Papal visit to Hungary: appreciation of the Congregatio Jesu

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During his visit to Hungary on the occasion of the World Eucharistic Congress, Pope Francis also paid special tribute to the sisters of the Congregatio Jesu.

During a meeting with the Hungarian bishops on Sunday, 12 September 2021, the Pope paid special tribute to the Congregatio Jesu. He had personally met some of the Hungarian sisters in Argentina. Many sisters had to leave Hungary during the communist dictatorship. In Plátanos near Buenos Aires, they founded a Mary Ward School and built up other missions.

At the arrival
©Sr. Brigitta Barnai CJ

“I have learned much from their bravery, their courage, their patience and their love for their homeland; they have been a testimony for me”, Pope Francis said at the reception, according to a Vatican News report. “By mentioning them here today, I also want to pay tribute to the many men and women who had to go into exile or even give their lives for the homeland and the faith.”

In addition, Pope Francis encouraged the Hungarian bishops to renew their vigour in proclaiming the faith. In doing so, they should not cling to institutions or structures, but be “messengers of joy” who seek “new ways” of preaching, Vatican News said. In doing so, they should involve all members of the Church, especially the laity: “Do not be afraid to give space to the word of God and to involve the laity

Sr. Veronika Fuhrmann CJ, member of the Provincial Council of CJ’s Middle European Province, who is responsible for the care of the Hungarian part of the Province, rejoiced together with her fellow sisters in Hungary: “It is good to experience that the great personal sacrifices made by our fellow sisters during the time of persecution are honoured in this way. The courage and perseverance of our predecessors inspire us to this day.”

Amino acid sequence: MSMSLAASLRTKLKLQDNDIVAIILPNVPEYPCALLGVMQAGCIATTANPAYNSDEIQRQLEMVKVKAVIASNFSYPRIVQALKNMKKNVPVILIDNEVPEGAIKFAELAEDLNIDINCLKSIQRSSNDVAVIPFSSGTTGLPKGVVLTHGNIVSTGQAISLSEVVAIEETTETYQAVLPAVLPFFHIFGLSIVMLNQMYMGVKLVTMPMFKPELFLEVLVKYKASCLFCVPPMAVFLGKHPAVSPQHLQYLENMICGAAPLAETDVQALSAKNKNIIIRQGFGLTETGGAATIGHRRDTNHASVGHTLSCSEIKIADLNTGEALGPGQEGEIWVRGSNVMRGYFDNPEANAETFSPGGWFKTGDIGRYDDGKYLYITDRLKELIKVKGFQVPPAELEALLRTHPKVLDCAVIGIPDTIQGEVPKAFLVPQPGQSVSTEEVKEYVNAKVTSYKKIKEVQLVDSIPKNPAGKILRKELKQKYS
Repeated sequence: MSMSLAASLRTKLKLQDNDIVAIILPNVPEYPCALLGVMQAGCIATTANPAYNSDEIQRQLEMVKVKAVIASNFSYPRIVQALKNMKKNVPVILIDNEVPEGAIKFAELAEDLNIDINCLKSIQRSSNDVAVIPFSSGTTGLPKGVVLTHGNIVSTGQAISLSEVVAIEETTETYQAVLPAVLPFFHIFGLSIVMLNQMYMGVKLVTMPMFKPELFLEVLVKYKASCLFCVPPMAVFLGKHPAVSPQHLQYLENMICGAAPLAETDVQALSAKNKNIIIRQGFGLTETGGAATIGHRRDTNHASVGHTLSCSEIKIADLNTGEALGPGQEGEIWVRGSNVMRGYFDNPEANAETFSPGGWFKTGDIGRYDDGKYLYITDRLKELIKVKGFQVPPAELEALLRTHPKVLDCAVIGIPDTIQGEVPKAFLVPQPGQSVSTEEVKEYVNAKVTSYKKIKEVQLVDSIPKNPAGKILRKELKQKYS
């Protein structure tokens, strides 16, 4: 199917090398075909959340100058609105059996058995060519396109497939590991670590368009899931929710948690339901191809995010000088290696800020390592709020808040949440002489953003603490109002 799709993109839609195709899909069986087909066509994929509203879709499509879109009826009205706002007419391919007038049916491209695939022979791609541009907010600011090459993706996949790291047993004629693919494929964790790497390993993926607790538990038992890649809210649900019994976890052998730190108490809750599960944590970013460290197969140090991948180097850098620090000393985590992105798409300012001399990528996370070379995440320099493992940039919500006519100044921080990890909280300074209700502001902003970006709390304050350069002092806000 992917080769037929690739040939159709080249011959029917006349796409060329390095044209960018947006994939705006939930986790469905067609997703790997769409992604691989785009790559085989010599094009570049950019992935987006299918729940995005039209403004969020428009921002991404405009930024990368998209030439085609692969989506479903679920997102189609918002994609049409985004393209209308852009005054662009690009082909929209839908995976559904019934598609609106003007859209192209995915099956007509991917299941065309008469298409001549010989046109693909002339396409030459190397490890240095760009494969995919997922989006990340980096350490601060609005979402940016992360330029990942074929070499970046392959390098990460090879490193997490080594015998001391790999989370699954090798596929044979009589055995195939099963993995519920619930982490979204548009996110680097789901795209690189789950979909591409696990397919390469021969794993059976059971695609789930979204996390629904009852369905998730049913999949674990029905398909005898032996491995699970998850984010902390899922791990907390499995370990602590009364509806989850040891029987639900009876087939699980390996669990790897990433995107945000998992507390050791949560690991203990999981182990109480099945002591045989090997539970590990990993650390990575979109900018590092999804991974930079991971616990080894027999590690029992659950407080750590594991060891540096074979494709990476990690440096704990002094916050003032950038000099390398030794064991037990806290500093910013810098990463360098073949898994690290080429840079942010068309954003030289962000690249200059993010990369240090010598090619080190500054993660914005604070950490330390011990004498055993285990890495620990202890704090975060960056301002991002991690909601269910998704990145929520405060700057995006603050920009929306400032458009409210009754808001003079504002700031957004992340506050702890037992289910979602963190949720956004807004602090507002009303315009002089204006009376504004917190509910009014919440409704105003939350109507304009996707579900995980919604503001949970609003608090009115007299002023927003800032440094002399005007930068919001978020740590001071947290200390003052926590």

The Sisters at the colourful celebration that accompanied the Pope’s visit
©Sr. Brigitta Barnai CJ

Read more about Pope Francis’ address at Vatican News: and


Empress Maria Theresa invited the Congregatio Jesu to come to Hungary, the first sisters therefore did arrive there in 1770. They took charge of the relic of St. Stephen in Buda and opened a school. A few years later, they moved to Pest on the other side of the Danube, where they still live today.

For almost 200 years they ran a school and a teacher training institute, a commercial school and a boarding school. At the time of secularisation, 430 sisters taught around 6,000 children in seven schools.

During communist rule, the schools were closed, the houses confiscated and the sisters expelled. Some sisters continued their work underground and taught religion. Other sisters had to flee and founded a new mission and a school in Plátanos, Argentina.

Today, some Hungarian sisters are active as teachers, others as spiritual guides, in youth work, in pastoral work in parishes and in missions against human trafficking.

There are small communities in Budapest, Eger, Piliscaba and Veszprém. Since 2017, Hungary has belonged to the Middle European Province (MEP).

After the foundation in Plátanos, the CJ in Argentina also grew. Today, sisters live in Plátanos, San Andrés de Giles, Cerritos and El Caburé. They worked especially as teachers and in other educational projects, in the health sector, are engaged in social work, spiritual accompaniment and pastoral care.

Carla Bellone